“What are you even stressed about?”

I’ve said this before when writing on my blog, but I am usually a very private person. I could share my every thought about a visit to a certain place, but when it comes to my feelings on pretty much any other subject I tend to be a closed book. This, compounded with some of the reactions I’ve received in the past, is why until now I haven’t really entertained sharing that I struggle an awful lot with anxiety (until now).

After two difficult years in St Andrews, this year I’ve postponed my studies at uni in an attempt to get a better handle on my mental health. My first year at university was incredibly rocky. Although I started it as super confident, the overwhelming sense of loneliness began to set in on my first night moving away. I went from having an active social life, working with my friends for years and living at home to moving in, working and learning with strangers. It didn’t take long at all before I began to neglect first myself, then slowly my friends at home, my family and my boyfriend. For about a year I developed stress related sores all over my scalp and the more stressed I felt, sure enough the worse my skin became. I made the decision about two weeks into my travels this summer, and as soon as I decided on it I felt like the weight of the world had been lifted from my shoulders. I stopped writing about where I was visiting, I stopped panicking about how I was going to pay my credit card off when I got home and I really wasn’t worried about missing out on uni every day for a whole year. I actually got to enjoy travelling, enjoy Paul, and enjoy coming home without having six days until starting back.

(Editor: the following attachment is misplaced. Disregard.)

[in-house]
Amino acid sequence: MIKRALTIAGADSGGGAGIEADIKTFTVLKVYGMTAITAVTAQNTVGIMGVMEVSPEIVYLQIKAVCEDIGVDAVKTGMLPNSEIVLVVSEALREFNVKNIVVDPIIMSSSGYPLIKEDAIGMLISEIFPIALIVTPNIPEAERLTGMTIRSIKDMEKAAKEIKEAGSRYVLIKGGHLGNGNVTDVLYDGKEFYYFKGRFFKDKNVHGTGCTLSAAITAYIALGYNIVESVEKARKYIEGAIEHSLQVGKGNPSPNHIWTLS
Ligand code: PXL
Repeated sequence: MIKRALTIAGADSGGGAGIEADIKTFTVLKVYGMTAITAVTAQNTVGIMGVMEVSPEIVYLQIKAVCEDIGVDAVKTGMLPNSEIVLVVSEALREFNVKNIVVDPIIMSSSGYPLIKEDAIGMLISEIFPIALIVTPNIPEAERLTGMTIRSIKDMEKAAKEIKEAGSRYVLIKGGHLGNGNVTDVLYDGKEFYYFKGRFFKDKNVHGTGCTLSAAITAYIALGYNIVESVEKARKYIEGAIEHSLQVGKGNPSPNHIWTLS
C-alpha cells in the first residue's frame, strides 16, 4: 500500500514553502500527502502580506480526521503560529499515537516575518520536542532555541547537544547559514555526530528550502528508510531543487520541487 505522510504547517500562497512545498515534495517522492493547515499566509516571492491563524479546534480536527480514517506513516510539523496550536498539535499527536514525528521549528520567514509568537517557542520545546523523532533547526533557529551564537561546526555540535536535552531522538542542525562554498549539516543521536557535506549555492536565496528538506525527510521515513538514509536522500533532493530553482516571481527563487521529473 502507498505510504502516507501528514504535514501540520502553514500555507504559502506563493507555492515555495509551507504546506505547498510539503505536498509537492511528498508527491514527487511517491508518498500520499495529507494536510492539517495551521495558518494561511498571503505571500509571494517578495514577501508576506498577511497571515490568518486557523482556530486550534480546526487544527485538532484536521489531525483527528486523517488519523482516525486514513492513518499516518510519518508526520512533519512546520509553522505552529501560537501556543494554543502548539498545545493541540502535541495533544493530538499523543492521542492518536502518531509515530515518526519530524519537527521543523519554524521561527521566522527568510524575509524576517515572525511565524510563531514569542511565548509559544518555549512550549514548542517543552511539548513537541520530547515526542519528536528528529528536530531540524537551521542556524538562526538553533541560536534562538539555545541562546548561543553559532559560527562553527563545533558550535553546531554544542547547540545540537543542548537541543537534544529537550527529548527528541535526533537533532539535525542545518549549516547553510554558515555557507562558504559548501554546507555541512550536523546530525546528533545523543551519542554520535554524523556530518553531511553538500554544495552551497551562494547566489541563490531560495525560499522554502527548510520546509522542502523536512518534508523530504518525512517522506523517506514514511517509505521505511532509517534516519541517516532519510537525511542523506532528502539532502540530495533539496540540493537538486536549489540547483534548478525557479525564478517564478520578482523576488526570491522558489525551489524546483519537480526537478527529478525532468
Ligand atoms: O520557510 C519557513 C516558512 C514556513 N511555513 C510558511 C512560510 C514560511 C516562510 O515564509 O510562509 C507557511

Anyone that truly knows me knows that I am ultra determined and won’t start anything I don’t intend on finishing. But, I don’t want to have worked so hard for the last sixteen years to fall at the last hurdle. So I’m taking a year to try and work through this problem, to relax and hopefully begin to enjoy my life again. Two months into what should have been my third year I already feel a ton better than I did for the last two, and as I slowly regain a grip on my social skills, social life and stress coping skills I’m finally, after two really difficult years, beginning to feel like myself again.